Location: Children's Nutrition Research CenterTitle: Investigating crosstalk between heat tolerance and redox status through suppressor screening of EMS mutagenized Arabidopsis monothioglutaredoxin GRXS17 mutants Author
Submitted to: Meeting Abstract
Publication Type: Abstract Only
Publication Acceptance Date: 2/28/2012
Publication Date: 5/16/2012
Citation: Garth, J., Yang, J., Cheng, N., Murray, D., Hirschi, K.D. 2012. Investigating crosstalk between heat tolerance and redox status through suppressor screening of EMS mutagenized Arabidopsis monothioglutaredoxin GRXS17 mutants [abstract]. Proceedings of the 4th Pan American Plant Membrane Biology Workshop, May 16-20, 2012, Asilomar, California. p. 42. Interpretive Summary:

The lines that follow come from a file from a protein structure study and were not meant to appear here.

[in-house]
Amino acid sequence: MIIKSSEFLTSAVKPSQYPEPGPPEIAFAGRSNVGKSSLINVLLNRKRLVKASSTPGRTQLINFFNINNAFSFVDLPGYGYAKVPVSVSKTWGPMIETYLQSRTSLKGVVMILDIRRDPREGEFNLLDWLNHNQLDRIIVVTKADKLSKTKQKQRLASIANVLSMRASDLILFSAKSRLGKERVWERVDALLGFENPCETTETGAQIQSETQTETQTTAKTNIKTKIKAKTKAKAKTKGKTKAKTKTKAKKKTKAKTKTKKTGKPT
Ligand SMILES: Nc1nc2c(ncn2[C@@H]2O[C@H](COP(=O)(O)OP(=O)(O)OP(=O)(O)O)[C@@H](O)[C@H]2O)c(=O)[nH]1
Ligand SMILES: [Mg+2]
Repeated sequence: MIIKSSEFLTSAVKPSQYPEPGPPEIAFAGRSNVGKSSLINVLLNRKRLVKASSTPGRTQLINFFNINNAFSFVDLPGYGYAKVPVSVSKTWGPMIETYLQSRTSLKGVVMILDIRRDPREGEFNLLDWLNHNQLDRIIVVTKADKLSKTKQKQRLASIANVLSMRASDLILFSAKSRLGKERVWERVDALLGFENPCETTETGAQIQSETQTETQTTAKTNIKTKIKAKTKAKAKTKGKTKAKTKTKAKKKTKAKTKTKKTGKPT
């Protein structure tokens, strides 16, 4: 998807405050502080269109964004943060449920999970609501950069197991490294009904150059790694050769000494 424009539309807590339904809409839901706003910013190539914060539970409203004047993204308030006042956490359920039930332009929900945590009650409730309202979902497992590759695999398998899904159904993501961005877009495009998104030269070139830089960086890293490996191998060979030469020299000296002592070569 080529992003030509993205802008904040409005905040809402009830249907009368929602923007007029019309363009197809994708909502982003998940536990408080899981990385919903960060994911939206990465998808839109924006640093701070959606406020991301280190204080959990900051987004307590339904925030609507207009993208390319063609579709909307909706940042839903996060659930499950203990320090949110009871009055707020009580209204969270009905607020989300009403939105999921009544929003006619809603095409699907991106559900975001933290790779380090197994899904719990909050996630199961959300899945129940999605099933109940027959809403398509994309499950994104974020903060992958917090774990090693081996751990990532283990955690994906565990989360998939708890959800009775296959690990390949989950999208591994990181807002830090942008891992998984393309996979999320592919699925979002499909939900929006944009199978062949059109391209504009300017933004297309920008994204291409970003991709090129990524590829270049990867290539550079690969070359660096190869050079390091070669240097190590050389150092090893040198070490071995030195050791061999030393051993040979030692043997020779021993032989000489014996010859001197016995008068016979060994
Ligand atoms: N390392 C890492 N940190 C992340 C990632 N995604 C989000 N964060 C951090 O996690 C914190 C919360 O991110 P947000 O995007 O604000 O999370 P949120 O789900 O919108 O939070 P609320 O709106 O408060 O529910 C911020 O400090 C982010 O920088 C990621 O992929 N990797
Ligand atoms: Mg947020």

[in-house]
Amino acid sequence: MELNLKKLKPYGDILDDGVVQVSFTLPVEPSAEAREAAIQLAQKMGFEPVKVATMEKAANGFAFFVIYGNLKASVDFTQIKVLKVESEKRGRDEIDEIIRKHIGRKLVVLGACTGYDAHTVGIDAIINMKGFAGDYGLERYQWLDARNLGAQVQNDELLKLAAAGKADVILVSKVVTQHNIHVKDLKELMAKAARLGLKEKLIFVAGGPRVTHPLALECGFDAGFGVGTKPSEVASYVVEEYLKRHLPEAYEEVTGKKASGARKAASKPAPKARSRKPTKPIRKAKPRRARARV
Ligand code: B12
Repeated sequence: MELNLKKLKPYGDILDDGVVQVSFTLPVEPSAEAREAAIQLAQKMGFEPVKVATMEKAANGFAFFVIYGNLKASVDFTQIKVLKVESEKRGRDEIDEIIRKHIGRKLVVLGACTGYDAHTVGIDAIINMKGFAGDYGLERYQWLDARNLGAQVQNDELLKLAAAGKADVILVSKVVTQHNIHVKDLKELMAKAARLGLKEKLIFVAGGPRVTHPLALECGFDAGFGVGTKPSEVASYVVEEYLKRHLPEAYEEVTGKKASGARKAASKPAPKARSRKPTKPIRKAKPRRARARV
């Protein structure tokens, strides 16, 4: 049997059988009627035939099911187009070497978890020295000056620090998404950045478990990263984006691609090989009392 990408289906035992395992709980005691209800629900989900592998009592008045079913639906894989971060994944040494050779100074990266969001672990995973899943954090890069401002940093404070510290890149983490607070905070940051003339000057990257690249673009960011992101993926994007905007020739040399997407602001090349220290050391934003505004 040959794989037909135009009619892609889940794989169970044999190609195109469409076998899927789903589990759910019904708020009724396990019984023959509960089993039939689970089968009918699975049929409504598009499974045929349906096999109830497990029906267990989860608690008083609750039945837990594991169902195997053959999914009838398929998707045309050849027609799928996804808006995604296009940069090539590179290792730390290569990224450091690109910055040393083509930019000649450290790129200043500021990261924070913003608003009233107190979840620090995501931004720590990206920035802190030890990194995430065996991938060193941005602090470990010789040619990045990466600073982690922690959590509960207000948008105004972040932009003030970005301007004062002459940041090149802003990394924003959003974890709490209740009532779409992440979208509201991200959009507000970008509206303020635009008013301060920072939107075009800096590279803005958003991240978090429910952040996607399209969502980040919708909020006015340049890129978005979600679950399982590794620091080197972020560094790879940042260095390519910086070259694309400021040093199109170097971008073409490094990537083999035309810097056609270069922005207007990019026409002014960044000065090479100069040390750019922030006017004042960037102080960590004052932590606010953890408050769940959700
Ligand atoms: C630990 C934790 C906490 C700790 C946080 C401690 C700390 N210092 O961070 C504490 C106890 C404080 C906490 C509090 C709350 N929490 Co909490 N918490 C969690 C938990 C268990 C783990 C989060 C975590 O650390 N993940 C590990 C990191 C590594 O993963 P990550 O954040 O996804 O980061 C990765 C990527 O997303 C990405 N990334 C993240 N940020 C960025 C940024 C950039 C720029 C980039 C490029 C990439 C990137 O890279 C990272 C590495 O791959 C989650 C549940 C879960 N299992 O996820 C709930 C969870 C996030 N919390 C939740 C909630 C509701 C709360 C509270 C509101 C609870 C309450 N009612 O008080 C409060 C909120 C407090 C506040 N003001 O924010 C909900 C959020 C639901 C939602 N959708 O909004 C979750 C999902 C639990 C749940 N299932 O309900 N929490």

Technical Abstract: Global environmental temperature changes threaten innumerable plant species. While various signaling networks regulate plant responses to heat stress (HS), the mechanisms unifying these diverse processes are largely unknown. The thioredoxin (Trx) and glutaredoxin (Grx) systems help control cellular redox potential. Previously we have demonstrated that the Arabidopsis Grx protein AtGRXS1 is involved in ROS signaling, auxin responses, and thermotolerance. Here we are looking for genetic suppressors to identify candidate genes involved in AtGRXS17 mediated heat tolerance. AtGRX17 knockout mutants grow poorly under elevated temperature conditions (28 degrees C) in comparison to wild type controls. For the suppressor screen, AtGRXS17 mutant seeds were treated with ethyl methanesulfonate (EMS) to induce random mutations in the genome. The seeds of the F2 generation of the mutagenized AtGRXS17 seeds are grown in 28 degree C to screen for revertants that exhibit the wild type phenotype. These seeds were then planted and grown to maturity. Currently we have obtained F2 seeds from around 2000 individual EMS mutagenized M1 plants and are in the midst of the screen. Once revertants are identified, we will then cross the revertant lines to an alternative ecotype to map the mutation. The ultimate purpose of this project is to identify genes that interact with those regulated by AtGRXS17 involved in plants' thermotolerance response. This research will then allow us to adapt the knowledge we have about plant sensitivity to heat to increase the hardiness of food crops.